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Workshop on Intrusion Detection and Network Monitoring
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[Sunday, April 11]   [Monday, April 12]

 
ID Technical Program   Sunday, April 11, 1999


9:00am - 10:30am     Opening Session

Opening Remarks
Marcus Ranum, Program Chair

Keynote Address:
Challenges for Anomaly and Misuse Detection

Peter G. Neumann, Principal Scientist Computer Science Laboratory, SRI International The field somewhat mistakenly called "intrusion detection" needs to broaden its scope of endeavor in various respects, and overcome some of the characteristic difficulties that have slowed its progress. This talk will address several such approaches:

  • Generalizing the domains of detectability to include other aspects such as reliability, survivability, and financial stability
  • Providing unprecedented flexibility and interoperability among different analysis systems
  • Integrating with other computer-communication technologies such as heterogeneous network management and the Web
  • Incorporating robust tamperproofing and modern software engineering into future systems for analysis and response
  • Enabling sound dynamic reconfigurability based on analysis results
  • Research directions
  • The need for robust open-source systems and ongoing testbed environments
  • Greater forcing functions needed on developers of operating system components and applications.
 Peter G. Neumann has worked on survivability since the mid-1950s, on system security starting with Multics in 1965, on intrusion detection since 1983, and on reliability, safety and risks more recently. He is author of the Addison-Wesley book Computer-Related Risks and moderates the RISKS Forum newsgroup (comp.risks). He also is a Fellow of ACM, IEEE, and AAAS. He holds a 1961 PhD from Harvard and a 1960 Dr. rerum naturarum Technische Hochschule from Darmstadt. See his Web site at http://www.csl.sri.com/neumann/ for Congressional testimonies, RISKS information, and further background.


10:30am - 11:00am     Break


11:00am - 12:30pm
Analysis and Large Networks
Session Chair: Fred Avolio, Avolio Consulting
Analysis Techniques for Detecting Coordinated Attacks and Probes
Tim Aldrich, Stephen Northcutt, Bill Ralph, Naval Surface Warfare Center Dahlgren Division

Intrusion Detection and Intrusion Prevention on a Large Network: A Case Study
Tom Dunigan, Greg Hinkel, Oak Ridge National Laboratory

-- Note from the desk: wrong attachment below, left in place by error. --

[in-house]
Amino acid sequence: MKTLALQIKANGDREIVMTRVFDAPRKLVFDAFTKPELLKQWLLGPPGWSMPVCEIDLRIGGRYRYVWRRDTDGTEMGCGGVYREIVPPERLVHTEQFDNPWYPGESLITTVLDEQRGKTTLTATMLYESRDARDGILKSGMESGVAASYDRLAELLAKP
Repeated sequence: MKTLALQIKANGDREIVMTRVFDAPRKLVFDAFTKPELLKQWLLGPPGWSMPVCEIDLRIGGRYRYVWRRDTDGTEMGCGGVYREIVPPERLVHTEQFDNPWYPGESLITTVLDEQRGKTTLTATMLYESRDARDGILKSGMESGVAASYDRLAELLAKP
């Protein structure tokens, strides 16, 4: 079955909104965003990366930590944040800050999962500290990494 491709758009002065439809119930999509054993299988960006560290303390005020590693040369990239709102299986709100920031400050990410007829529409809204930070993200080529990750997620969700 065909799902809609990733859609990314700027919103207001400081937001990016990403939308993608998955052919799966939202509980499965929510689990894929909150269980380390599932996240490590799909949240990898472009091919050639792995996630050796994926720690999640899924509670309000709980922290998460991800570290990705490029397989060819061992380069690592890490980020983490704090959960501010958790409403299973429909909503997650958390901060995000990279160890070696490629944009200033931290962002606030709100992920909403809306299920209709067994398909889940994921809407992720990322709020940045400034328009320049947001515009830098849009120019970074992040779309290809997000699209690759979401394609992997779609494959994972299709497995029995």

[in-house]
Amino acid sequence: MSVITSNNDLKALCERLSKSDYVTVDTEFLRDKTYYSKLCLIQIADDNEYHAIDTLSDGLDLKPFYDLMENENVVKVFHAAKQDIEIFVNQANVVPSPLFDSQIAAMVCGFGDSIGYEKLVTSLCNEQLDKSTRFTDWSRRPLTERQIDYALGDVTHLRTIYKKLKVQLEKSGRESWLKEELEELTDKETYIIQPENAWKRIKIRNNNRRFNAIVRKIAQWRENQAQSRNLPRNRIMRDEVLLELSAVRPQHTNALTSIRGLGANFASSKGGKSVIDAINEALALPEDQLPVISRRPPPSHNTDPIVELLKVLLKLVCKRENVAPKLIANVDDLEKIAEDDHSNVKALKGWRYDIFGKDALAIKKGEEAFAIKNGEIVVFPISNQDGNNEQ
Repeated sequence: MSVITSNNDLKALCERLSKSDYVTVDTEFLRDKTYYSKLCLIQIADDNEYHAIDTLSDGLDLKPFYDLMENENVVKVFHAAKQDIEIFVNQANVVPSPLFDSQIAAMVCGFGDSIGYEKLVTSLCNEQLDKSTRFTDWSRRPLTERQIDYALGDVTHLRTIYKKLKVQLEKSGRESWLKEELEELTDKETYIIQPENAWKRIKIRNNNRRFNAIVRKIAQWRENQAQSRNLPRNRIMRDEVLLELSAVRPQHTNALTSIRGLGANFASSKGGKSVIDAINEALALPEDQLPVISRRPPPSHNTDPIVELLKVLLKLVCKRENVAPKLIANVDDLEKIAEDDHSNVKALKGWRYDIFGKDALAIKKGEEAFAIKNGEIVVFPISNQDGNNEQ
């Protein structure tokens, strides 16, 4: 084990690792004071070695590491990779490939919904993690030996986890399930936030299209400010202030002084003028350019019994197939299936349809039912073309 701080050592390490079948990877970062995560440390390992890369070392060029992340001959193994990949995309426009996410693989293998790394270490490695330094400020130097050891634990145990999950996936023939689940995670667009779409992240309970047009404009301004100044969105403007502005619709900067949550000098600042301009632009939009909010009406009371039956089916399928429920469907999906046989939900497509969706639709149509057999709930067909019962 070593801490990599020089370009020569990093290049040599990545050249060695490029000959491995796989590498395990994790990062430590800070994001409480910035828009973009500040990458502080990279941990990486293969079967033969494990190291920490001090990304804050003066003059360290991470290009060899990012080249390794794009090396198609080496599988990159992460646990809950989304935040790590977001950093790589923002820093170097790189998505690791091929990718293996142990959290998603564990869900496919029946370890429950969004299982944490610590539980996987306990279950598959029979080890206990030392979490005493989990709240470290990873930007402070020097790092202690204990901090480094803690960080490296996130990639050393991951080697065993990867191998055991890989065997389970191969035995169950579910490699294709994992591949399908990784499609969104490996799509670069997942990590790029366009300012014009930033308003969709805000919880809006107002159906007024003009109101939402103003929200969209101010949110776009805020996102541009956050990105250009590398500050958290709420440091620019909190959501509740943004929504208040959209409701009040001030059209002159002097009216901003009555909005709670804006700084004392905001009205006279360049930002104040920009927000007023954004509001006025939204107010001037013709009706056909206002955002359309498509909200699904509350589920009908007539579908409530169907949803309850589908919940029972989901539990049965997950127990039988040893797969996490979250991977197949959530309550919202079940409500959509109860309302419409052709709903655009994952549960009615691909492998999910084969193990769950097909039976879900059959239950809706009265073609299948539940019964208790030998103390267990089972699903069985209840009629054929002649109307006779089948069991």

An Eye on Network Intruder-Administrator Shootouts
Luc Girardin, UBS, Ubilab


12:30pm - 2:00pm     Lunch (on your own)


2:00pm - 3:30pm
Invited Talks
Session Chair: Marcus Ranum, Network Flight Recorder, Inc.

Why Monitoring Mobile Code Is Harder Than It Sounds
Gary McGraw, Reliable Software Technologies
Mobile code is code that traverses a network during its lifetime and is able to execute at the destination machine. The idea behind mobile code is actually quite simple -sending around data that can be automatically executed wherever it arrives, anywhere on the network. The problem is this: running someone else's code on your computer is a risky activity. Who is to say what the code might try to do and whether or not its activities will be malicious? This is not a new problem by any stretch of the imagination. In fact, it's really an old problem with a new twist. There are many well-known systems for creating and using mobile code. From a security perspective, Java clearly leads the pack. Monitoring mobile code presents some interesting challenges. First and foremost is the problem of identifying mobile code before it runs. Naive approaches, which include scanning port 80 traffic for the <APPLET> tag, are known not to work. Another problem is determining which resources mobile code should and should not be allowed to access, and making sure the policy is enforced. Complex policy-oriented systems like JDK 1.2 (based on code signing and access control lists) may actually make things harder.


3:30pm - 4:00pm     Break


4:00pm - 5:30pm
Software and Processes
Session Chair: Tina Darmohray, SystemExperts, Corp.
On Preventing Intrusions by Process Behavior Monitoring
R. Sekar, Iowa State University; Thomas Bowen, Mark Seagal, Bellcore

Intrusion Detection Through Dynamic Software Measurement
Sebastian Elbaum, John C. Munson, University of Idaho

Learning Program Behavior Profiles for Intrusion Detection
Anup Ghosh, Aaron Schwartzbard, Michael Schatz, Reliable Software Technologies


7:00pm - 9:00pm     Birds-of-a-Feather Sessions

Do you have a topic that you'd like to discuss with others? Our Birds-of-a-Feather sessions may be perfect for you. BoFs are very interactive and informal gatherings for attendees interested in a particular topic. BoFs may be scheduled in advance or on-site at the symposium. Schedule your BoF in advance by telephoning the USENIX Conference Office at 1.949.588.8649, or sending email to: conference@usenix.org

 

[Sunday, April 11]   [Monday, April 12]
 


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